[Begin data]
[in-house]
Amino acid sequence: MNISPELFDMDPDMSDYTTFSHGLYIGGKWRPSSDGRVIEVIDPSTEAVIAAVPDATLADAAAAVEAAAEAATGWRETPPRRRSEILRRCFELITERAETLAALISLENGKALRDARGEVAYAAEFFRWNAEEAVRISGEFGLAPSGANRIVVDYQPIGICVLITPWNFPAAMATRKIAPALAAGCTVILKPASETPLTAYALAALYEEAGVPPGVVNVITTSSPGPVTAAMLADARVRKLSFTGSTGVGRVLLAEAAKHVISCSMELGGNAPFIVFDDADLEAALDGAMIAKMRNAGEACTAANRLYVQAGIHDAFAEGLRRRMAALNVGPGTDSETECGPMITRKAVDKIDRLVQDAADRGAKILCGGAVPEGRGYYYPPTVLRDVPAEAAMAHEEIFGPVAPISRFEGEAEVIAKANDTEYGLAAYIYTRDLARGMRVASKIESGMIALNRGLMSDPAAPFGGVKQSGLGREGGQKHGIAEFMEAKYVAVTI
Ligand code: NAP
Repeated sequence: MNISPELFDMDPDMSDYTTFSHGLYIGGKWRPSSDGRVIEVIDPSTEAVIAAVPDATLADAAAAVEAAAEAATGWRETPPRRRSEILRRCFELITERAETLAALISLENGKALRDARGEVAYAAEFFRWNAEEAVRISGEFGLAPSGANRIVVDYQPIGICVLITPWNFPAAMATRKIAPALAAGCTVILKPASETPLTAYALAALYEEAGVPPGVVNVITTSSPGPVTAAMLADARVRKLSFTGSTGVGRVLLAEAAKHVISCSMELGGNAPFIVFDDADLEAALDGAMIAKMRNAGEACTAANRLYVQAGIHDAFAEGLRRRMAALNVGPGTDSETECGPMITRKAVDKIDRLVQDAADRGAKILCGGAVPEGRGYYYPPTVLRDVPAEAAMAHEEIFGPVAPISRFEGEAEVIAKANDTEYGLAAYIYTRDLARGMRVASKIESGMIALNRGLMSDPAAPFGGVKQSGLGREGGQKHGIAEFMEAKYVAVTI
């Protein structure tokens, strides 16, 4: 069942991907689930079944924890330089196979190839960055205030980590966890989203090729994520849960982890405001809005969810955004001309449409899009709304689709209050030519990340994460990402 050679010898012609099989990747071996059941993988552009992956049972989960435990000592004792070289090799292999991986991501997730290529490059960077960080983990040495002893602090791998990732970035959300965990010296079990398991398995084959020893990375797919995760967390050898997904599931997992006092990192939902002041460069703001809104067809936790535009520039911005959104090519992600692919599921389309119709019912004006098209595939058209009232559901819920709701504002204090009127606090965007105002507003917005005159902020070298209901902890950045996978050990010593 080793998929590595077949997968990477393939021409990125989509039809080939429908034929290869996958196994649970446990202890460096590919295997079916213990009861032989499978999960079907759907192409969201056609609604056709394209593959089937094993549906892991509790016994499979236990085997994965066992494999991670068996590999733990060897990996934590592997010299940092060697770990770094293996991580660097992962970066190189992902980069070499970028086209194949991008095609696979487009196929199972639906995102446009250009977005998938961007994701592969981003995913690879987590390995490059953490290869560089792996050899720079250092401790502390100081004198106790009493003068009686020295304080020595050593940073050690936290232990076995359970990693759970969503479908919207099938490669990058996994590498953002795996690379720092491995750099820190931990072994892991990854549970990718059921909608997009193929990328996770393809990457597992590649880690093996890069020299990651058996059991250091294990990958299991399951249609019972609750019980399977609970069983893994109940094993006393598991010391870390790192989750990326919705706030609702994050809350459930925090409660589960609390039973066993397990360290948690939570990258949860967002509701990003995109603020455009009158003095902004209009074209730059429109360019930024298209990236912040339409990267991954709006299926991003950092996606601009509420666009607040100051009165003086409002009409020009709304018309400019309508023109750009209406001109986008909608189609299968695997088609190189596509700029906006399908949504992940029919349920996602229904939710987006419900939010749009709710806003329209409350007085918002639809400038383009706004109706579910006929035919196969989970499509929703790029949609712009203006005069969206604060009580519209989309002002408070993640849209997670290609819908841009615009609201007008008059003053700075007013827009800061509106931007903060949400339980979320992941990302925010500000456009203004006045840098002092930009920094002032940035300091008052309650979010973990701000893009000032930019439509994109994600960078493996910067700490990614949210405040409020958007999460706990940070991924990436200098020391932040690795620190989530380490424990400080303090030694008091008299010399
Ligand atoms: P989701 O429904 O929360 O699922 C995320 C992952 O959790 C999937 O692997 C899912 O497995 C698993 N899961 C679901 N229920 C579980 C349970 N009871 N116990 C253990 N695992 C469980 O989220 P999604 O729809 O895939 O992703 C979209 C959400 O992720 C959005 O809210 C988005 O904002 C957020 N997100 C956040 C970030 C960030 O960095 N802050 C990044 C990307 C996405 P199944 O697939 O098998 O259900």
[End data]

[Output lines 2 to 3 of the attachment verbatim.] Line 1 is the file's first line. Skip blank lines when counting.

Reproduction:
Amino acid sequence: MNISPELFDMDPDMSDYTTFSHGLYIGGKWRPSSDGRVIEVIDPSTEAVIAAVPDATLADAAAAVEAAAEAATGWRETPPRRRSEILRRCFELITERAETLAALISLENGKALRDARGEVAYAAEFFRWNAEEAVRISGEFGLAPSGANRIVVDYQPIGICVLITPWNFPAAMATRKIAPALAAGCTVILKPASETPLTAYALAALYEEAGVPPGVVNVITTSSPGPVTAAMLADARVRKLSFTGSTGVGRVLLAEAAKHVISCSMELGGNAPFIVFDDADLEAALDGAMIAKMRNAGEACTAANRLYVQAGIHDAFAEGLRRRMAALNVGPGTDSETECGPMITRKAVDKIDRLVQDAADRGAKILCGGAVPEGRGYYYPPTVLRDVPAEAAMAHEEIFGPVAPISRFEGEAEVIAKANDTEYGLAAYIYTRDLARGMRVASKIESGMIALNRGLMSDPAAPFGGVKQSGLGREGGQKHGIAEFMEAKYVAVTI
Ligand code: NAP